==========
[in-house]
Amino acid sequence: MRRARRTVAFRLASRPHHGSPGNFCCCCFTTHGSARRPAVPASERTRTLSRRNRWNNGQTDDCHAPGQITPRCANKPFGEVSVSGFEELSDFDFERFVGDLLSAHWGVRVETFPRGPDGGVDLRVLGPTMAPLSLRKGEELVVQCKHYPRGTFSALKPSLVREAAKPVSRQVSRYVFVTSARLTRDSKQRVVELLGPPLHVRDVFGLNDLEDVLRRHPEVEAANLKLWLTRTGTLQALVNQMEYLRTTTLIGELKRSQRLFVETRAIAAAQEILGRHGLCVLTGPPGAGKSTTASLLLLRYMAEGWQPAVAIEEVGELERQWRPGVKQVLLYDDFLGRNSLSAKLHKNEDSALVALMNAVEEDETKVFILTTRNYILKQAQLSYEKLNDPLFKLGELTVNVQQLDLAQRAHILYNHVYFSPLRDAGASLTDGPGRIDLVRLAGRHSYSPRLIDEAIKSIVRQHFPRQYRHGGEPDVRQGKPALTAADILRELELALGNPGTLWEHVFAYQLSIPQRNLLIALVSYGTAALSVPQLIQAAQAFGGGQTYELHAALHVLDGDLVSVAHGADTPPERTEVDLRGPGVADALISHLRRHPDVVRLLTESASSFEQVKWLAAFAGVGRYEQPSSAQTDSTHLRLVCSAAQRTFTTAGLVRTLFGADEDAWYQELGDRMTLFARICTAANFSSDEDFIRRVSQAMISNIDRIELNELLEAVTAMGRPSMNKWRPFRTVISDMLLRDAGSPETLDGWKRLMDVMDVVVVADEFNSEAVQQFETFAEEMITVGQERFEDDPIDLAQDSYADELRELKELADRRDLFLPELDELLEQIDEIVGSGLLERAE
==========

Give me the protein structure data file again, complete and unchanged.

[in-house]
Amino acid sequence: MRRARRTVAFRLASRPHHGSPGNFCCCCFTTHGSARRPAVPASERTRTLSRRNRWNNGQTDDCHAPGQITPRCANKPFGEVSVSGFEELSDFDFERFVGDLLSAHWGVRVETFPRGPDGGVDLRVLGPTMAPLSLRKGEELVVQCKHYPRGTFSALKPSLVREAAKPVSRQVSRYVFVTSARLTRDSKQRVVELLGPPLHVRDVFGLNDLEDVLRRHPEVEAANLKLWLTRTGTLQALVNQMEYLRTTTLIGELKRSQRLFVETRAIAAAQEILGRHGLCVLTGPPGAGKSTTASLLLLRYMAEGWQPAVAIEEVGELERQWRPGVKQVLLYDDFLGRNSLSAKLHKNEDSALVALMNAVEEDETKVFILTTRNYILKQAQLSYEKLNDPLFKLGELTVNVQQLDLAQRAHILYNHVYFSPLRDAGASLTDGPGRIDLVRLAGRHSYSPRLIDEAIKSIVRQHFPRQYRHGGEPDVRQGKPALTAADILRELELALGNPGTLWEHVFAYQLSIPQRNLLIALVSYGTAALSVPQLIQAAQAFGGGQTYELHAALHVLDGDLVSVAHGADTPPERTEVDLRGPGVADALISHLRRHPDVVRLLTESASSFEQVKWLAAFAGVGRYEQPSSAQTDSTHLRLVCSAAQRTFTTAGLVRTLFGADEDAWYQELGDRMTLFARICTAANFSSDEDFIRRVSQAMISNIDRIELNELLEAVTAMGRPSMNKWRPFRTVISDMLLRDAGSPETLDGWKRLMDVMDVVVVADEFNSEAVQQFETFAEEMITVGQERFEDDPIDLAQDSYADELRELKELADRRDLFLPELDELLEQIDEIVGSGLLERAE